Q for Winter and Bozell: Do you believe that you can keep this show off the air by hitting advertisers?
Bozell: The Reagans and a show Fox had in development, that had a girl masturbating on a horse — those were pulled. So, it has happened.
Q for: : : Bozell: There seems to be a disconnect in Hollywood from their viewers.
Bozell: Everything is niche marketing today. You can go for extremes and capture a small percentage of people and be successful. They may be saying, 99% will hate it, but 1% will like it and we’ll do well.
Perkins: I think this is evidence that Hollywood has gone beyond reflecting America to recreating America in its own image.
Medved: As free marketers, we believe in the pursuit of profit. But, we also believe in having certain lines you don’t cross. Is there anything these people think should be off limits? Well, the answer is yes. Muhammad is off limits. What’s their standard? If someone threatens to blow you up, you won’t do it? That’s pathetic.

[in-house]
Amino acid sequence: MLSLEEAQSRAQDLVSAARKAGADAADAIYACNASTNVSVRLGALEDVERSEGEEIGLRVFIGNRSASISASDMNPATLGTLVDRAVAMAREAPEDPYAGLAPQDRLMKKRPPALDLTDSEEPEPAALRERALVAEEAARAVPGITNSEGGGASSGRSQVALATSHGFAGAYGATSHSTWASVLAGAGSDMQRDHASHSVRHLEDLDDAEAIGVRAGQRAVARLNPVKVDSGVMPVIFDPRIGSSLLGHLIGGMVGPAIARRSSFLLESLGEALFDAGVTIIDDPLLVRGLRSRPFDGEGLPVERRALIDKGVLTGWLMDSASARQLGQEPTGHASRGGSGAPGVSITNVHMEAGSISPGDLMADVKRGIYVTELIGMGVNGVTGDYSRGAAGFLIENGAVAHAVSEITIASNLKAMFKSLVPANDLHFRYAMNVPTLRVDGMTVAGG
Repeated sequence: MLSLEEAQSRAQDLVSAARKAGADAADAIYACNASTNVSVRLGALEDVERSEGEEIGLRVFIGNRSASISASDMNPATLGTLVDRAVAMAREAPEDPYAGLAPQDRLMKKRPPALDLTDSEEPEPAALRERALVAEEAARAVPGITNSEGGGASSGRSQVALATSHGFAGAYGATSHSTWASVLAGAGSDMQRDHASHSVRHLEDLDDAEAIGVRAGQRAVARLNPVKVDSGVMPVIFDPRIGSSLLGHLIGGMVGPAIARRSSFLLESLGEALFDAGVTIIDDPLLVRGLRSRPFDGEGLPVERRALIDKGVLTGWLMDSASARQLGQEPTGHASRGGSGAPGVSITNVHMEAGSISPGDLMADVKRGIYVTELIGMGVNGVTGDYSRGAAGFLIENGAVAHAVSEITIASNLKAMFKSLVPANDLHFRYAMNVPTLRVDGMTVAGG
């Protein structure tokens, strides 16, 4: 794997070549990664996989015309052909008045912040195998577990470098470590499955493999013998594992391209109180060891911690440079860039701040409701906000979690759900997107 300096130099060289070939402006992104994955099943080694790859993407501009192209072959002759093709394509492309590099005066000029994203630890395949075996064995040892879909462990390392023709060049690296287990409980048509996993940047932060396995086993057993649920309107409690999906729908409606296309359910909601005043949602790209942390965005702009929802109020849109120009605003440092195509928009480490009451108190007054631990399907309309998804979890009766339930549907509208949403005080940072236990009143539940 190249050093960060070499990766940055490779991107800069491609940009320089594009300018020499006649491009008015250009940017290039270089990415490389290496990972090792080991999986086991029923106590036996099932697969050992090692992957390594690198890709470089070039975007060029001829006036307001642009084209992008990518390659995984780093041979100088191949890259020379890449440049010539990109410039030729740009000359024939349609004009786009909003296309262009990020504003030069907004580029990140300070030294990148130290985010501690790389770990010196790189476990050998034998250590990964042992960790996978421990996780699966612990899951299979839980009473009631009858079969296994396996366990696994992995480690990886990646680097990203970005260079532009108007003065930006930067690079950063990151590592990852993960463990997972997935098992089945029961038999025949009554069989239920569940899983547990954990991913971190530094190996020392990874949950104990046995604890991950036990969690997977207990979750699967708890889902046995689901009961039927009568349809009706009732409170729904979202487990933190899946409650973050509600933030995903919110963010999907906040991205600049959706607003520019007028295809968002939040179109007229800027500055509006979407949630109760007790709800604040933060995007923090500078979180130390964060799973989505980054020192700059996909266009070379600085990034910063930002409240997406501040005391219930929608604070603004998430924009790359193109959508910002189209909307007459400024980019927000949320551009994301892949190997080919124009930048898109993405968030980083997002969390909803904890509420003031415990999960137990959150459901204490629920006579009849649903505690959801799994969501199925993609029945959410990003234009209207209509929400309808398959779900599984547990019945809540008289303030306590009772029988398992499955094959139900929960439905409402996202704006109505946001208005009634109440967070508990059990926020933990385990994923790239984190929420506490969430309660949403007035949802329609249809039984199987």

Q for Donohue: Isn’t Comedy Central just trying to push your buttons?
Donohue: Yes. We have artists that call the Catholic League and say,: “Look at our offensive art.” : If it’s small time, I don’t bother. But, if it’s big, we have to stand up. If we won’t, then we need to go home.
Q from me to Tony Perkins & Bill Donohue: In Europe, for example, Islam seems to be rapidly growing in areas that seem to be almost post-Christian. I think one of the reasons that may be is because, extreme or not, Muslims come across as being fervent about what they believe while Christians too often, unfortunately, come across as lukewarm about what they believe. Tony, you mentioned people mistaking tolerance for weakness. Do you think Christians have simply let too much pass in the name of not rocking the boat? Should we be doing a lot MORE of things like this?